In the ancient city of Paestum one can find the well-preserved temple of Hera. This temple was traditionally called the Basilica. It is the oldest of the three temples in Paestum and it was built around 550 BCE in an archaic Doric style.
When the temple was discovered at the end of the 18th century, it was mistakenly called Basilica. The structure shows some very unusual style features that mislead the archaeologists: the odd number of columns (9) on the short side, and the naos divided into two ships, made them think that it is not a temple it was only a civil building of the basilica type. (With the Romans, the basilica was a public building with no religious function, which was used for legal, administrative or commercial purposes.) However, recent finds of philosophical gifts now show that it was either a temple dedicated to Hera (Juno), or that it was building was at least part of a Hera shrine. The floor plan has 9 columns in width versus 18 in length, a very exceptional feature in Greek architecture.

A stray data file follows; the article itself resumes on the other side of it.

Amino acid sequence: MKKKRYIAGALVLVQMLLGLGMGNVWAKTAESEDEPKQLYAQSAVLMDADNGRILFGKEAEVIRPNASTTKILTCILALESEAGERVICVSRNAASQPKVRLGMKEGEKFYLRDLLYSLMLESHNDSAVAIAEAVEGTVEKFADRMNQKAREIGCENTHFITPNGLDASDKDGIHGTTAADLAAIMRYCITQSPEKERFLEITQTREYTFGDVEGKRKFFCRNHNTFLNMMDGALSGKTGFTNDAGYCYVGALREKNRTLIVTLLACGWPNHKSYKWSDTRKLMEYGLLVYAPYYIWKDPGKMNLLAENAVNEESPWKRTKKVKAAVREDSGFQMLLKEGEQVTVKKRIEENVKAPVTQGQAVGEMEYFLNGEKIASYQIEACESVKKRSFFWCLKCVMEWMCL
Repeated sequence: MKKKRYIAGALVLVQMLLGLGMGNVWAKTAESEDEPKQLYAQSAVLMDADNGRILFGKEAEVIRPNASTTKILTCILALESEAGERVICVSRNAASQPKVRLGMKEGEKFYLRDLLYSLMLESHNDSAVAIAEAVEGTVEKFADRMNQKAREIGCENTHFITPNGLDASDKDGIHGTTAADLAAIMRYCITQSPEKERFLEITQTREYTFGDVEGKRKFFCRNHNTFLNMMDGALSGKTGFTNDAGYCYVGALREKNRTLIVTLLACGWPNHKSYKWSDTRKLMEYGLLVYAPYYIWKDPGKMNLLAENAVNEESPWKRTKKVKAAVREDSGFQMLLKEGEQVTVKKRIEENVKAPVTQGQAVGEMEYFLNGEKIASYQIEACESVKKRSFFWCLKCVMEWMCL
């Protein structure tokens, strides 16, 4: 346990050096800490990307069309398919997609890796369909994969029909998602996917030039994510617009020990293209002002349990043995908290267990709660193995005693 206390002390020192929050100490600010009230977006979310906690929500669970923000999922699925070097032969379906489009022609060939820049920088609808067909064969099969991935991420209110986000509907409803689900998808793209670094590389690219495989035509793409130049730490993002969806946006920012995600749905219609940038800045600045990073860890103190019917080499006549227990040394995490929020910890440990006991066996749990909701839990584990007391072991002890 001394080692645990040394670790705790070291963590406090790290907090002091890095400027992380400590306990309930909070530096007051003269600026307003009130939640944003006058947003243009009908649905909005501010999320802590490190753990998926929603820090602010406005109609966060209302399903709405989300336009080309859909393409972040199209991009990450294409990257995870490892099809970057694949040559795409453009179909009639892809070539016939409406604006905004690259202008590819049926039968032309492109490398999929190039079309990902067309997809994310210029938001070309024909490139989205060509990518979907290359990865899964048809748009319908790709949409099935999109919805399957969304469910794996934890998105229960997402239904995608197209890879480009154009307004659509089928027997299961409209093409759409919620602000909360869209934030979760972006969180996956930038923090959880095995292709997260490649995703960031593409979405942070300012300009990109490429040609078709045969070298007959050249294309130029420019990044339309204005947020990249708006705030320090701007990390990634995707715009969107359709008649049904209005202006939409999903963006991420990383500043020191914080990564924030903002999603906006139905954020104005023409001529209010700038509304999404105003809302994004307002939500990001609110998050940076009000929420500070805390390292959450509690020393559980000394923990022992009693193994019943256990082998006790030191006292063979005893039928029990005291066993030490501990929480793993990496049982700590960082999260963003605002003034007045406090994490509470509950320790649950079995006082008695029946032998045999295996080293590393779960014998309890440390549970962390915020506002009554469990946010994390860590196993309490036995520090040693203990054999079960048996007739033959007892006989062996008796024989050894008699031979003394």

In the past it was believed that this temple was dedicated to Neptune (Poseidon), and a lot of maps still show it as such.